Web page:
# Why is pqRSA in the NIST PQC submissions?

In the NIST post-quantum cryptography workshop, the round one submissions included pqRSA. If memory serves, this is an implementation of RSA using the product of a very large number of 4096-bit primes to protect against Shor's algorithm. It requires something like a terabyte of private key material. Why was this submitted to NIST given that its impracticality obviously disqualifies it?

• The hard work was already done—the paper written, the code tested—so hey, why not submit it? – Squeamish Ossifrage May 28 '18 at 2:12
• So just for fun (and perhaps some free analysis and publicity)? – forest May 28 '18 at 2:14
• I'm pretty sure it's a joke. I would post that as an answer, but I don't think there's any way to cite references to back up the claim. – Ella Rose May 28 '18 at 2:50
• There is a second paper with the same title. cr.yp.to/papers/pqrsa-20170419.pdf One of my favorite quotes is "Our batch prime-generation algorithm suggests that, to help reduce energy consumption and protect the environment, all users of RSA—including users of traditional pre-quantum RSA—should delegate their key-generation computations to NIST or another trusted third party." I think there is some satire of NIST (it's rules, processes, and the NIST/NSA/RSA Dual-EC-DRGB scandal), the inefficiencies of PQ schemes, and the types of arguments and solutions non-experts make. – Future Security May 28 '18 at 23:04
• My real favorite is "The question here is not whether quantum computers will be built, or will be affordable for attackers. This paper assumes that astonishingly scalable quantum computers will be built, making a qubit operation as inexpensive as a bit operation." People just assume quantum computers will scale linearly with effort. Or even exponentially with effort, like Moore's law. PQ hype tends to totally ignore the energy requirements, run time, or engineering challenges. Which will be first, the crypto-apocalypse or cold fusion at home? (The triple encryption suggestion is fun too.) – Future Security May 28 '18 at 23:22

## 2 Answers

[source of information: my interpretation of multiple hallway chats I've had with DJB and Tanja Lange at conferences]

The actual NIST PQC submission was for two reasons:

1. A joke. Evidence1: DJB yelling from the back of the room "How much RAM does the NIST benchmarking machine have??" Dustin Moody replying "Dan, we're not benchmarking pqRSA!". Evidence2: DJB mercilessly mocking his paper's reviewers on stage: "Of course it's not practical! This guy clearly has a British stiff upper lip".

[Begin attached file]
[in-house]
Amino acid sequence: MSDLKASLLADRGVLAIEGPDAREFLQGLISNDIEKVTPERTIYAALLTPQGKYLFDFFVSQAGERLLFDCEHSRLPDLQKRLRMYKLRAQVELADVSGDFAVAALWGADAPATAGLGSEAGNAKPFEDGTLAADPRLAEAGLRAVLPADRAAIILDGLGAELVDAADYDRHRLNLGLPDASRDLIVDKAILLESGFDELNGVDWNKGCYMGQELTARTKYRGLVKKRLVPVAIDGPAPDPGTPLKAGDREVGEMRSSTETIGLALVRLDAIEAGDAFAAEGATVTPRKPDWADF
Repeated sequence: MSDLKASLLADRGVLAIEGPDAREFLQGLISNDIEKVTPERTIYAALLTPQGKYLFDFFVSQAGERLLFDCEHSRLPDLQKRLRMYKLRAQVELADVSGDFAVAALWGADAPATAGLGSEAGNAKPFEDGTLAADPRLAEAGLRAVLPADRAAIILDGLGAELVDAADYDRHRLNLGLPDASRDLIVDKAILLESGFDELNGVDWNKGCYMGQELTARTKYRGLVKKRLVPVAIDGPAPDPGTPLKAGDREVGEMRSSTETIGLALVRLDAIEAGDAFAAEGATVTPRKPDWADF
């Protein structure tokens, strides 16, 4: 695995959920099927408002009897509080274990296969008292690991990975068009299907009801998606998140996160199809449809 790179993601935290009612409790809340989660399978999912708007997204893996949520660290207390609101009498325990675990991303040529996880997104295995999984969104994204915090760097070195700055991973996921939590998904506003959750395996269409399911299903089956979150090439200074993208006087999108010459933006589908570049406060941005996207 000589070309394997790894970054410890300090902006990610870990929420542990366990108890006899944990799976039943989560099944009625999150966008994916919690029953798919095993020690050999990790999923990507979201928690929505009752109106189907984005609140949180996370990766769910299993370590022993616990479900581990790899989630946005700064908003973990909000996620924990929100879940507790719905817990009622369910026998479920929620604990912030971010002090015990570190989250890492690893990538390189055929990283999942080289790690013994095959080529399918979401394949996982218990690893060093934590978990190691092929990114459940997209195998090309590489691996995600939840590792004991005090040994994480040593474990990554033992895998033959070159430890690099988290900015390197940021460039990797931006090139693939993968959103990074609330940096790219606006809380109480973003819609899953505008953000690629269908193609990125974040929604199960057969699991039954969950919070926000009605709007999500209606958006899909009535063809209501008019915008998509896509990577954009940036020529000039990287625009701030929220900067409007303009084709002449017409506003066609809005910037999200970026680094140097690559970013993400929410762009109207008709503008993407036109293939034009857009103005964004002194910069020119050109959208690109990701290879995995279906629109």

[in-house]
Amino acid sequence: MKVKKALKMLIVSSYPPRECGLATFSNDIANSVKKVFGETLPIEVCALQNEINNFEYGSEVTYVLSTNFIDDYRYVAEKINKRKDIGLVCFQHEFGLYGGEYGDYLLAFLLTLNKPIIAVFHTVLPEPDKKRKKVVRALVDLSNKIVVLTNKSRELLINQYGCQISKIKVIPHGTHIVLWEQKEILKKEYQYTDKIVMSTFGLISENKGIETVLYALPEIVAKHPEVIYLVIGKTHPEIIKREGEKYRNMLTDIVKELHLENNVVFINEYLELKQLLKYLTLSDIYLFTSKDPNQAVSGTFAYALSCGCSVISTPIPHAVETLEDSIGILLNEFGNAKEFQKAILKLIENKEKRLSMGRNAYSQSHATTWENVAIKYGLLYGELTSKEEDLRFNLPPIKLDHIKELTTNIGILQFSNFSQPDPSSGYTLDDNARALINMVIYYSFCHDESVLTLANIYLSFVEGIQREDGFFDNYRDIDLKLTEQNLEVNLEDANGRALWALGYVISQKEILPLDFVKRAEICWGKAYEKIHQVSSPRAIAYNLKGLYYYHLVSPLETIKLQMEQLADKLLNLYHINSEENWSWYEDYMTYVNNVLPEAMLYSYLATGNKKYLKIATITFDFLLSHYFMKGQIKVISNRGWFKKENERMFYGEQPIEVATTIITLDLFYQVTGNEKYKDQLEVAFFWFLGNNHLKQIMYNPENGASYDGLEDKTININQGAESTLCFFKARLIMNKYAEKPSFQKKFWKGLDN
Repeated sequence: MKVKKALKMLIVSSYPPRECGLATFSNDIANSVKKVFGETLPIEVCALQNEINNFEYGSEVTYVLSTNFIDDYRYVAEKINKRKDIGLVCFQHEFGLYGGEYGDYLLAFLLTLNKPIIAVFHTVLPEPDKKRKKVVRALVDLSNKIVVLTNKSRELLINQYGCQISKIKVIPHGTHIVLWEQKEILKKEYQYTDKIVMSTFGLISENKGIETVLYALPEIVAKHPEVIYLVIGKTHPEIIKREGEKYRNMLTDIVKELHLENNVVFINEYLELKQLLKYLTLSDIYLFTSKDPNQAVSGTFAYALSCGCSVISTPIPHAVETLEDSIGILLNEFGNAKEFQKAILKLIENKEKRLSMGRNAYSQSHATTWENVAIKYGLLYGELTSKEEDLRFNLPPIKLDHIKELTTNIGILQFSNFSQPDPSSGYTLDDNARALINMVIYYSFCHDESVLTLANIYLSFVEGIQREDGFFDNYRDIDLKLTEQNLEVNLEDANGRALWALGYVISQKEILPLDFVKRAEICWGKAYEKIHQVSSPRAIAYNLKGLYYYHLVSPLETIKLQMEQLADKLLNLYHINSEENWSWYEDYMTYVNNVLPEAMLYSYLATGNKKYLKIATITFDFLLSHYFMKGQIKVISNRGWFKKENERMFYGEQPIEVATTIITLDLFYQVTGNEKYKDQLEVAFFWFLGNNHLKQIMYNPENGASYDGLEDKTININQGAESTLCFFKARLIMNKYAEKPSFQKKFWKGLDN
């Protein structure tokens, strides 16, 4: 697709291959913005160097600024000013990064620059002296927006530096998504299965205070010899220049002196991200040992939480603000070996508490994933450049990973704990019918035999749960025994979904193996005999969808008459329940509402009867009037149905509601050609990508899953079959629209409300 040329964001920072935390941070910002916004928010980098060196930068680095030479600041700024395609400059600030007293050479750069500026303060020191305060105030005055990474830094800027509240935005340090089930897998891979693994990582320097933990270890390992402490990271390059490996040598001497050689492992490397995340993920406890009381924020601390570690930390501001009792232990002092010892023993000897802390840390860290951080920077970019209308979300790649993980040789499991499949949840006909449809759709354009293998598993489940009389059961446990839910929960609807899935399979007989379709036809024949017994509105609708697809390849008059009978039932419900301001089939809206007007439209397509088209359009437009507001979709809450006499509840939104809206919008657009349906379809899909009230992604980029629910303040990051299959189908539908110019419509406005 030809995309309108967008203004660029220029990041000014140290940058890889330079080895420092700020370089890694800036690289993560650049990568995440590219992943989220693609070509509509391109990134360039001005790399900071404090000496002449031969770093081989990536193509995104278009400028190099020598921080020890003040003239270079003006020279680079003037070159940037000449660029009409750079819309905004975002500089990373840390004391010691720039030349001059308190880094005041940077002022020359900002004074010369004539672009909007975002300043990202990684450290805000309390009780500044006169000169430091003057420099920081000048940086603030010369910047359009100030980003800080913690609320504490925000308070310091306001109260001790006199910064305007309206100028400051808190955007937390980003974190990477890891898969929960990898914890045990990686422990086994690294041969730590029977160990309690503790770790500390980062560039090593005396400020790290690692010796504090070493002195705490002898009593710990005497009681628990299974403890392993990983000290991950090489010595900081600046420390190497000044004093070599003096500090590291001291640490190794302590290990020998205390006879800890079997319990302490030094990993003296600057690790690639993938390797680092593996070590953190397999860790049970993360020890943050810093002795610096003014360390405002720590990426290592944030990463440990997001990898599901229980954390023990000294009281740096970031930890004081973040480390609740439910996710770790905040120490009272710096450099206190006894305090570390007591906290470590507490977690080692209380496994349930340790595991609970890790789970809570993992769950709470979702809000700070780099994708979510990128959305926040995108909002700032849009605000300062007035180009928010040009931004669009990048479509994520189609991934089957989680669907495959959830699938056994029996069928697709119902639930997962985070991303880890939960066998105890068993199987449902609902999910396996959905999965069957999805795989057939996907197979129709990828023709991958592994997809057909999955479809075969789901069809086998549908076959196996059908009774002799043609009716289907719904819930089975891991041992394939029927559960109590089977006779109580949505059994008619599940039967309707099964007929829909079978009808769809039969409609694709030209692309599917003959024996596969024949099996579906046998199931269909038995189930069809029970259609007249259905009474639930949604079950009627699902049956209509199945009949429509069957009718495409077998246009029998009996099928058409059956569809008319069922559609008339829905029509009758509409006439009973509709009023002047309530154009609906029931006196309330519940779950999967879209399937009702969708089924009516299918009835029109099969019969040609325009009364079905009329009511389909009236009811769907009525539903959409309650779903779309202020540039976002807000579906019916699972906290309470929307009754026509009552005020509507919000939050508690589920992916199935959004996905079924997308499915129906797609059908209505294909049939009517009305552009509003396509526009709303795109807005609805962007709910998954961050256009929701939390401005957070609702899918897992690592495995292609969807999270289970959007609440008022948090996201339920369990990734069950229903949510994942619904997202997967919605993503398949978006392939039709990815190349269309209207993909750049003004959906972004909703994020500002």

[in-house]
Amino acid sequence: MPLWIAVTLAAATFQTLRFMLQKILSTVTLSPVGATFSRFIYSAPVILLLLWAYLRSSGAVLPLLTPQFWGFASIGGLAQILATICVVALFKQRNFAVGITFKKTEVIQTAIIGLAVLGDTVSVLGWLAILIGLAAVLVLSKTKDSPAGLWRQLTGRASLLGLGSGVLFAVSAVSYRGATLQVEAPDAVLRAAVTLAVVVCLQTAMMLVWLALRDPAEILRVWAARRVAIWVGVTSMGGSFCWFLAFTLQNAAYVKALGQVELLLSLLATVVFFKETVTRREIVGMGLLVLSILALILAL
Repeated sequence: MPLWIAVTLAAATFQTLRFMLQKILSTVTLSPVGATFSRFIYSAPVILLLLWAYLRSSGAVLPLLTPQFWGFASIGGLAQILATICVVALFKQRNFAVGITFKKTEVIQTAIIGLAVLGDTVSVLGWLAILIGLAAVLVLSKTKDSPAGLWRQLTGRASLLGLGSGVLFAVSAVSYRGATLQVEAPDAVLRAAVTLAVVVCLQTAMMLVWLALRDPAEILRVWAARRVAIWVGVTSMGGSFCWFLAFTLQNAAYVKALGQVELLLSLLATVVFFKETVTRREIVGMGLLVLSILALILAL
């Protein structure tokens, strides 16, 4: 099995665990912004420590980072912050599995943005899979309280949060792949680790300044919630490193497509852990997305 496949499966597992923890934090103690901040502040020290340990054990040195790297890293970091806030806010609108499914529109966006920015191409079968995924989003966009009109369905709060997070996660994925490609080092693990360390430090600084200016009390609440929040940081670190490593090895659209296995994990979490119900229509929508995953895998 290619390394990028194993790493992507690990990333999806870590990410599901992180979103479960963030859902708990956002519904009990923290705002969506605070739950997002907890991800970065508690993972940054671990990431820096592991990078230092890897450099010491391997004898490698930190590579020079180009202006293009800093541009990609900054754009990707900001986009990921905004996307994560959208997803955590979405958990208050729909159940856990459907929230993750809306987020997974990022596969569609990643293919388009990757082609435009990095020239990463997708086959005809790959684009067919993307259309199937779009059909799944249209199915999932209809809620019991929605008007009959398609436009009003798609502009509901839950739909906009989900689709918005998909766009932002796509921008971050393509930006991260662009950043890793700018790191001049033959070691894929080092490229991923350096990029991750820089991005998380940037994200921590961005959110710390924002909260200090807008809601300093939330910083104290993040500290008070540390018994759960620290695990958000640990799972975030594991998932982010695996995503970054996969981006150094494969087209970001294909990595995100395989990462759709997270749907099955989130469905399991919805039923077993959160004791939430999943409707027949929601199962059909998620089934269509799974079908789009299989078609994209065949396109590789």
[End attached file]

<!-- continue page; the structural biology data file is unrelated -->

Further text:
2. A template for other submissions. DJB's plan at least was to submit it several months early to iron out the kinks in the submission process, and to make the latex source public for other submitters to re-use the format and the legal boilerplate (I don't know whether he did or not).

The scientific work behind the submission made some very valuable contributions to the field of cryptographic science:

1. Answer the question:
• Question: "Do the honest parties (keygen, encrypt, decrypt) have an asymptotic advantage over a Shor's adversary? If so, how big does the key need to be to get a comfortable amount of quantum security?"
• Answer: Yes; 1 TB keys to force a quantum circuit with >= $2^{128}$ gates. This reduces to 1 GB keys if you take into account latency between quantum gates and make a "not before expiry of the universe" type argument.
2. Modification to the encrypt and decrypt operation to make them more efficient on multi-prime keys.
3. Batch-prime generation: to optimize keygen of several thousand (million?) 1024-bit primes, they came up with a way to more efficiently generate primes in batches.
4. Can we save ECC the same way? As part of the same research, effort was put into making a pqECC with a similarly massive key, but they could not find equivalent mathematical tricks that would give the honest parties an asymptotic advantage over a quantum adversary.

Even though the submission will not make it past Round1, it made valuable contributions both to the competition itself, and to cryptographic science as a whole. As @SqueamishOssifrage said in comments:

The hard work was already done—the paper written, the code tested—so hey, why not submit it?

The pqRSA proposal technically complies with the NIST rules for the competition, and, as all governmental organizations, NIST tends to be stickler for rules.

Now of course it's a sort of joke (whether it is a good one, or whether it was taken a bit too far, is a matter of taste). From a pure cryptographic point of view, it might be useful as an illustration of the difficulty of talking about the computational efficiency of a machine that does not exist.